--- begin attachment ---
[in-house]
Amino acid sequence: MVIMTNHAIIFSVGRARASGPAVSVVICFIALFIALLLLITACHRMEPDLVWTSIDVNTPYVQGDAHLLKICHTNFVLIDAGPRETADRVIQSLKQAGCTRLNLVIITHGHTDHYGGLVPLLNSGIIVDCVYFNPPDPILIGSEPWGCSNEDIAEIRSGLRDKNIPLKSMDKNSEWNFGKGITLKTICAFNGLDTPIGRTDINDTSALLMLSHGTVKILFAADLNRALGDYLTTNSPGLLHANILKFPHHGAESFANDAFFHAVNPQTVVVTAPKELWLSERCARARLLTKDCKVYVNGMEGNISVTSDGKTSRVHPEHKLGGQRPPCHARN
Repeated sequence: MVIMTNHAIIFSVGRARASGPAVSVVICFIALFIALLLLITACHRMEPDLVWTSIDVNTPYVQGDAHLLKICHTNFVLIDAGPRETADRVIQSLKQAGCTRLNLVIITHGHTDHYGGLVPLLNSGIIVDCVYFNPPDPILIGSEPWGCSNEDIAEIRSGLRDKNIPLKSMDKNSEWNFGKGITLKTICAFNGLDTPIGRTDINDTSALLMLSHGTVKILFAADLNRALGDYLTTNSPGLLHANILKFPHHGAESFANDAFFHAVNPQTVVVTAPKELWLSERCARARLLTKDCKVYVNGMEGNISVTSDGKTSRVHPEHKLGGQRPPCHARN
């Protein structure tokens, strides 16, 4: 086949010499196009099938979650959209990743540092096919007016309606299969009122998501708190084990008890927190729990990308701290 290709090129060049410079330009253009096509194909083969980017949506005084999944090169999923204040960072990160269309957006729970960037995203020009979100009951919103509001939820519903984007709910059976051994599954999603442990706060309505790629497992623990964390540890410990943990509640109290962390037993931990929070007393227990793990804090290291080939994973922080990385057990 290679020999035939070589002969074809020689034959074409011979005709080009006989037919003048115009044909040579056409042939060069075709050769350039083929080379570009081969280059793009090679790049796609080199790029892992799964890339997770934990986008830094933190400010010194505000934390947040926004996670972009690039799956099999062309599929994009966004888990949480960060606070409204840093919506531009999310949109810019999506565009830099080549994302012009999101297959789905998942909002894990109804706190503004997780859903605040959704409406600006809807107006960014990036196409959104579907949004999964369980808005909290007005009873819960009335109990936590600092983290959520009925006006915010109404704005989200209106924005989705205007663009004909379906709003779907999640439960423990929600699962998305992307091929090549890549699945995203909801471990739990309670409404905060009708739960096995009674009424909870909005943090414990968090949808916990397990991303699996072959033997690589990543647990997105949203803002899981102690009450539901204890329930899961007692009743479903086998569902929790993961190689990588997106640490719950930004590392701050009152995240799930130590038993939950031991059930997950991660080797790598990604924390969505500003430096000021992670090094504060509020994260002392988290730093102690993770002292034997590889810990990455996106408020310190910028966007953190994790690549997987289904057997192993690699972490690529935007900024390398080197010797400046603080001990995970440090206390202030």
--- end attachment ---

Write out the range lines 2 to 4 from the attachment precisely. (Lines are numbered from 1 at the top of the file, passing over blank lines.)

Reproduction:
Amino acid sequence: MVIMTNHAIIFSVGRARASGPAVSVVICFIALFIALLLLITACHRMEPDLVWTSIDVNTPYVQGDAHLLKICHTNFVLIDAGPRETADRVIQSLKQAGCTRLNLVIITHGHTDHYGGLVPLLNSGIIVDCVYFNPPDPILIGSEPWGCSNEDIAEIRSGLRDKNIPLKSMDKNSEWNFGKGITLKTICAFNGLDTPIGRTDINDTSALLMLSHGTVKILFAADLNRALGDYLTTNSPGLLHANILKFPHHGAESFANDAFFHAVNPQTVVVTAPKELWLSERCARARLLTKDCKVYVNGMEGNISVTSDGKTSRVHPEHKLGGQRPPCHARN
Repeated sequence: MVIMTNHAIIFSVGRARASGPAVSVVICFIALFIALLLLITACHRMEPDLVWTSIDVNTPYVQGDAHLLKICHTNFVLIDAGPRETADRVIQSLKQAGCTRLNLVIITHGHTDHYGGLVPLLNSGIIVDCVYFNPPDPILIGSEPWGCSNEDIAEIRSGLRDKNIPLKSMDKNSEWNFGKGITLKTICAFNGLDTPIGRTDINDTSALLMLSHGTVKILFAADLNRALGDYLTTNSPGLLHANILKFPHHGAESFANDAFFHAVNPQTVVVTAPKELWLSERCARARLLTKDCKVYVNGMEGNISVTSDGKTSRVHPEHKLGGQRPPCHARN
């Protein structure tokens, strides 16, 4: 086949010499196009099938979650959209990743540092096919007016309606299969009122998501708190084990008890927190729990990308701290 290709090129060049410079330009253009096509194909083969980017949506005084999944090169999923204040960072990160269309957006729970960037995203020009979100009951919103509001939820519903984007709910059976051994599954999603442990706060309505790629497992623990964390540890410990943990509640109290962390037993931990929070007393227990793990804090290291080939994973922080990385057990 290679020999035939070589002969074809020689034959074409011979005709080009006989037919003048115009044909040579056409042939060069075709050769350039083929080379570009081969280059793009090679790049796609080199790029892992799964890339997770934990986008830094933190400010010194505000934390947040926004996670972009690039799956099999062309599929994009966004888990949480960060606070409204840093919506531009999310949109810019999506565009830099080549994302012009999101297959789905998942909002894990109804706190503004997780859903605040959704409406600006809807107006960014990036196409959104579907949004999964369980808005909290007005009873819960009335109990936590600092983290959520009925006006915010109404704005989200209106924005989705205007663009004909379906709003779907999640439960423990929600699962998305992307091929090549890549699945995203909801471990739990309670409404905060009708739960096995009674009424909870909005943090414990968090949808916990397990991303699996072959033997690589990543647990997105949203803002899981102690009450539901204890329930899961007692009743479903086998569902929790993961190689990588997106640490719950930004590392701050009152995240799930130590038993939950031991059930997950991660080797790598990604924390969505500003430096000021992670090094504060509020994260002392988290730093102690993770002292034997590889810990990455996106408020310190910028966007953190994790690549997987289904057997192993690699972490690529935007900024390398080197010797400046603080001990995970440090206390202030």